The demands of a nation at war had many far-reaching effects on the average home. How did women cope with bringing up a family single-handed after their husbands were conscripted for military service? How did they use the rations and keep up their family's spirits? What was it like to 'Make Do And Mend' or 'Dig for Victory', or to sleep in an Anderson shelter? By looking at the lives of ordinary people who inhabited the semi-detatched world of suburbia, Mike and Carol Harris have painted a vivid picture of daily life on the Home Front in wartime Britain. Chapters include: the Suburban Dream, House Beautiful, Furniture and Furnishings, Housework and DIY, Rationing, The Wartime Kitchen, 'If the Invader Comes', Fashion, Entertainment and Reconstruction. With a wealth of illustrations and ephemera, this book brings wartime experience to life.Electric fires and cookers facedcompetition from appliances poweredby other fuels. ... not just those using electricity;an advertisementfor a#39;New Worlda#39; gas cookers depicted a mother reading toherdaughter, and declared: a#39;Free fromthe kitchen for ... The interwar years saw a vast expansion in provision of services to the home.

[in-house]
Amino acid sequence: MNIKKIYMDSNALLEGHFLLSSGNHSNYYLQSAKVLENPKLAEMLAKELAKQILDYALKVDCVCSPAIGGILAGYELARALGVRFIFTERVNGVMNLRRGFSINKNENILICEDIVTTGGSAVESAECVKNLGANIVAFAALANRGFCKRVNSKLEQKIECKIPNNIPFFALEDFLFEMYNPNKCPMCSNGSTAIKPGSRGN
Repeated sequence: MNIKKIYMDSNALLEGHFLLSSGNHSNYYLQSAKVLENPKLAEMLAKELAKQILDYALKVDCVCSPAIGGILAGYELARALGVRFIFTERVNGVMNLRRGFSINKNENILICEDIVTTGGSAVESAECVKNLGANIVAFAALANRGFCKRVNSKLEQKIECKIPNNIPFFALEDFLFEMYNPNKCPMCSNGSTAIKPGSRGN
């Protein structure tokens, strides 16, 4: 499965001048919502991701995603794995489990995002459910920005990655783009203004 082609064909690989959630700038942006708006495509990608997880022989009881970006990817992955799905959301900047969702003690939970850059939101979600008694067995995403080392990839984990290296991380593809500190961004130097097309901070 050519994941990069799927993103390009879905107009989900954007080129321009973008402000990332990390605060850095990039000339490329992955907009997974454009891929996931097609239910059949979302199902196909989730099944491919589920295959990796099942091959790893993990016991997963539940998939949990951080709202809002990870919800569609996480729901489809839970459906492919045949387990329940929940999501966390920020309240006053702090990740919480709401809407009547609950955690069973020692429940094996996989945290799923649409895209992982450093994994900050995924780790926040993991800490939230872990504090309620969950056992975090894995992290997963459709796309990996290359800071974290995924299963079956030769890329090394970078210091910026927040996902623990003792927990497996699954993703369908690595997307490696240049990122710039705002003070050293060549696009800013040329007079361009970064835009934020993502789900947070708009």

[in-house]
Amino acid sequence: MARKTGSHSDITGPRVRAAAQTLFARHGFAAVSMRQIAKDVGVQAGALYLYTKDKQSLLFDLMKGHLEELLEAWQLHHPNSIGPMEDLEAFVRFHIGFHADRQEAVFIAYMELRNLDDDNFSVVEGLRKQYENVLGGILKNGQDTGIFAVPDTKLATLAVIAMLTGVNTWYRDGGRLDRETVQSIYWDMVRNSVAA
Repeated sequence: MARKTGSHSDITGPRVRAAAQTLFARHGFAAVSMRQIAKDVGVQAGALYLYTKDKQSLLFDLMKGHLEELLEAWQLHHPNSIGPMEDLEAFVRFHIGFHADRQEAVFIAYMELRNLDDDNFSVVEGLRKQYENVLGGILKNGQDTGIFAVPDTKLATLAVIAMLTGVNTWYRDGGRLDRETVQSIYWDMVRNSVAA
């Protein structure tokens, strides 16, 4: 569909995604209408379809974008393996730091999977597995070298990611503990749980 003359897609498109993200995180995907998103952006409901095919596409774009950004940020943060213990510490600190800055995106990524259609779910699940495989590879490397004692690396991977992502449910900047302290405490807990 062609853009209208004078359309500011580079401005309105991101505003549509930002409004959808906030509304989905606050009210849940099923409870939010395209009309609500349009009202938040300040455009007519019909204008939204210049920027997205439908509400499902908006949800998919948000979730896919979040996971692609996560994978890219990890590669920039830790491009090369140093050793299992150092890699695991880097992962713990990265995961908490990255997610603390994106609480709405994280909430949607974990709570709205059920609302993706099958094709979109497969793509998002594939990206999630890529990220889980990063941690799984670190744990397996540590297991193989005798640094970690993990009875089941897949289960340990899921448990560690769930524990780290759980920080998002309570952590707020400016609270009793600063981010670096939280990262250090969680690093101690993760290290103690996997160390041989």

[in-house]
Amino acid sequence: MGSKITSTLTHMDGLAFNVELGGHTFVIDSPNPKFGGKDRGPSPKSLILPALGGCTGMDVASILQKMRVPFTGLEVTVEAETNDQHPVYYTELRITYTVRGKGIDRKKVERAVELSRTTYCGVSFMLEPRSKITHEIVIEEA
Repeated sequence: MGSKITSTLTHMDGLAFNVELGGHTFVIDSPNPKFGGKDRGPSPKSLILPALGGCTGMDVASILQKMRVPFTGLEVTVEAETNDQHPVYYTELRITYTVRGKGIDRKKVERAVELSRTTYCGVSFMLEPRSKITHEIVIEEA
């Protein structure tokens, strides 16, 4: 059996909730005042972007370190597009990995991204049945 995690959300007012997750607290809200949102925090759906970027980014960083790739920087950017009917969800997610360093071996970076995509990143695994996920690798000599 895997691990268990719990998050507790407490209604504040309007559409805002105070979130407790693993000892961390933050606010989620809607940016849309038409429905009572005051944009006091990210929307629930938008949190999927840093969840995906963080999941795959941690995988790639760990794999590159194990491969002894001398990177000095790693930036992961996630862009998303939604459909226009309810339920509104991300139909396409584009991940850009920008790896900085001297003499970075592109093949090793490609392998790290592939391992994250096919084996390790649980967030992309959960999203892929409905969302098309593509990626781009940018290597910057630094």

|Title||:||The Wartime House|
|Author||:||Mike Brown, Carol Harris|
|Publisher||:||The History Press - 2013-03-31|